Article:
Magik Debugging Tips

System Type Debugging

What dynamics are set????

This is a good snippet of code to determine what dynamics are set when your code is executed…

How did I get here???

You can call a traceback in any method to figure out how you got there.

In 4.1 and above, when you load the developer application, the traceback will be shown with numbers. You can get a handle on the specific call by using the global !ts![x], where x is the traceback number you are interested in. Note !ts! is overwritten on every traceback, so do a !cts! « !ts!.copy() before doing anything.

When you get a handle on the traceback line you are interested the object to which the method was called upon can be retrieved using !cts![x].receiver. And, the arguments for that method is !cts![x].arguments.

Debugging Framework & Databus

Do you need to figure out what is going on within a framework or application?

Reporting Bad Performing Consumers

Compile the following in and set your time threshold in seconds. You can use -1 to report everything going on… Once you determine your bad performer, look at sw_databus_data_available() on that consumer.

Service Providers

Do you need to know what service providers exist? A service provider is a simple way of getting to common plug-ins like maps (aka map_plugin). To get the list you can do the following.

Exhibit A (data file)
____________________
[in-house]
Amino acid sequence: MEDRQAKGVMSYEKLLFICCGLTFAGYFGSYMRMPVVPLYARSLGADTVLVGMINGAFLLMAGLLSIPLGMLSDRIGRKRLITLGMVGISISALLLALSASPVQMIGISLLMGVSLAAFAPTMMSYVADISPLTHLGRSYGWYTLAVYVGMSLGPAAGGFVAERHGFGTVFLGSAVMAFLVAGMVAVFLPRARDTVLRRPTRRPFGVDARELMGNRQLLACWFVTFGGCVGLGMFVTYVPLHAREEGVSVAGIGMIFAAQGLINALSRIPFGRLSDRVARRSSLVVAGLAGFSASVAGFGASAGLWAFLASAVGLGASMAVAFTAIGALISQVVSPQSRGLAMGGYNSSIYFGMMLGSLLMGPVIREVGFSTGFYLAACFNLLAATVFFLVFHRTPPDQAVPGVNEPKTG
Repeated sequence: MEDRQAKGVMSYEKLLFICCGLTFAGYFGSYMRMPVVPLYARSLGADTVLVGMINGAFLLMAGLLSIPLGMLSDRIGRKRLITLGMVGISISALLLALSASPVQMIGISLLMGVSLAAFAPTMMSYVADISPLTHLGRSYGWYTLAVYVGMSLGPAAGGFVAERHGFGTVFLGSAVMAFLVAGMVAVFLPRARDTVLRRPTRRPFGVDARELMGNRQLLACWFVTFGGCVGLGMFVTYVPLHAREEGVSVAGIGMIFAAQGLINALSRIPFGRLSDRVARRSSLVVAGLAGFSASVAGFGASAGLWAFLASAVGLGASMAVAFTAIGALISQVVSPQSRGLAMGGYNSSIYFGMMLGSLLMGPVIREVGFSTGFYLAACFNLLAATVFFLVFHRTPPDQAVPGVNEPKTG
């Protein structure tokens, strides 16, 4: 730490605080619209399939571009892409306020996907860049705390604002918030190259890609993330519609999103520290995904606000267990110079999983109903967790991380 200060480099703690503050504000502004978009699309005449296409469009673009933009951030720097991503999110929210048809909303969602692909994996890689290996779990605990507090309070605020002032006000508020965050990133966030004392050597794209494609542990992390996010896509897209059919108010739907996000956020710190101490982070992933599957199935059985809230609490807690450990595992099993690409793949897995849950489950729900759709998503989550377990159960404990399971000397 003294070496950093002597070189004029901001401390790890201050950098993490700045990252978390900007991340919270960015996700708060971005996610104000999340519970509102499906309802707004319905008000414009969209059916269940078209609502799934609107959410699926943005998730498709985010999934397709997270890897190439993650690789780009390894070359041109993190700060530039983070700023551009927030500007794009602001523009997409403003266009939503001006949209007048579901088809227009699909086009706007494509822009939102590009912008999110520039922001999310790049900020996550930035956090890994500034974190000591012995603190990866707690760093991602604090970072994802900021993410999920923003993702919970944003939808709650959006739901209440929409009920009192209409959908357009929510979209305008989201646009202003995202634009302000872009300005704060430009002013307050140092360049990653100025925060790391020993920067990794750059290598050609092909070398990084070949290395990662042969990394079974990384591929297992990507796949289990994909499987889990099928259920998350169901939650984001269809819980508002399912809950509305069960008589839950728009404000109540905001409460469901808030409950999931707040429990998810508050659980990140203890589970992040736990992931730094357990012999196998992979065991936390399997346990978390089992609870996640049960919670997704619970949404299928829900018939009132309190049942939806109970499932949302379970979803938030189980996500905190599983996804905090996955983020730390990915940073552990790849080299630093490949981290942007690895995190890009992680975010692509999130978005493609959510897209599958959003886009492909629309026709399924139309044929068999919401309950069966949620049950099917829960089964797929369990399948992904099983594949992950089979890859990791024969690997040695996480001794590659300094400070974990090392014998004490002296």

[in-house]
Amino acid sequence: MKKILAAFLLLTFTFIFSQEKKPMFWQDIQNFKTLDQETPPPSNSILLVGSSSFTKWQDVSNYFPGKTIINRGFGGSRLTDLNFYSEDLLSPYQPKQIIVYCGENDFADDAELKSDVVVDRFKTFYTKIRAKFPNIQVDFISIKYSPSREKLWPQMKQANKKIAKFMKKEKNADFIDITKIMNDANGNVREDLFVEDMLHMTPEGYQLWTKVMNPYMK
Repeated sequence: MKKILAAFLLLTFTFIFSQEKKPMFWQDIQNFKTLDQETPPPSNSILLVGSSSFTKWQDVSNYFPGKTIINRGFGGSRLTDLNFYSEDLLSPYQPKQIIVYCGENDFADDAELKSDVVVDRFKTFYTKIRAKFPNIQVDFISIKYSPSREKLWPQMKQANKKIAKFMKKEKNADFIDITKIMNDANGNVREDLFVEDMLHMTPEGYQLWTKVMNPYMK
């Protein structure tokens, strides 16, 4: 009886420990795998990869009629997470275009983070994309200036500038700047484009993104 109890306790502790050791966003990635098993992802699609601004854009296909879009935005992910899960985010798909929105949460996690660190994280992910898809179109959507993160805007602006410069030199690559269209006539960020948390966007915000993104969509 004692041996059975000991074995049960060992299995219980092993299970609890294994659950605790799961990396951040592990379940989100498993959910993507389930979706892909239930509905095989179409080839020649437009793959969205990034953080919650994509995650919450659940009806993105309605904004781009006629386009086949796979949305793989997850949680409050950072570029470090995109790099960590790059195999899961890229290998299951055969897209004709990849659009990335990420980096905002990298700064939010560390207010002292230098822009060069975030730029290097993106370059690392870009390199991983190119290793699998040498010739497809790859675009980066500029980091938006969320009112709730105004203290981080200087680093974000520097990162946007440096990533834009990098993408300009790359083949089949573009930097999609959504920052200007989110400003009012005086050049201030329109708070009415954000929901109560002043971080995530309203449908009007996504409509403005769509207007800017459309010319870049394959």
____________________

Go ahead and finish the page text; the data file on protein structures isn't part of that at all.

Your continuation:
Method Table

The exemplar.method_table gives you the details behind the inheritance of exemplars that you can use.

Find all Children

Here is an example of finding all exemplars that inherit from vtk!qa_script who has type_of_input set to :geometries

System Resources & Messages

  • smallworld_product.report_resource_loading? « _true
  • message_handler.trace_level « 3

Threads & Thread Management

There is a thread manager in the 4.x core development tools application. However sometimes it cannot be brought up, so you need to access and kill a thread on the Magik prompt…

Getting List of Threads

!t << rope.new_from_iter(system,:known_threads|()|)

Sending Error to Thread

Using a thread from above, you can run this to send an error to the thread. This is good because it will throw a traceback so you can see where things are getting stuck…

!t[5].condition_interrupt(:error)
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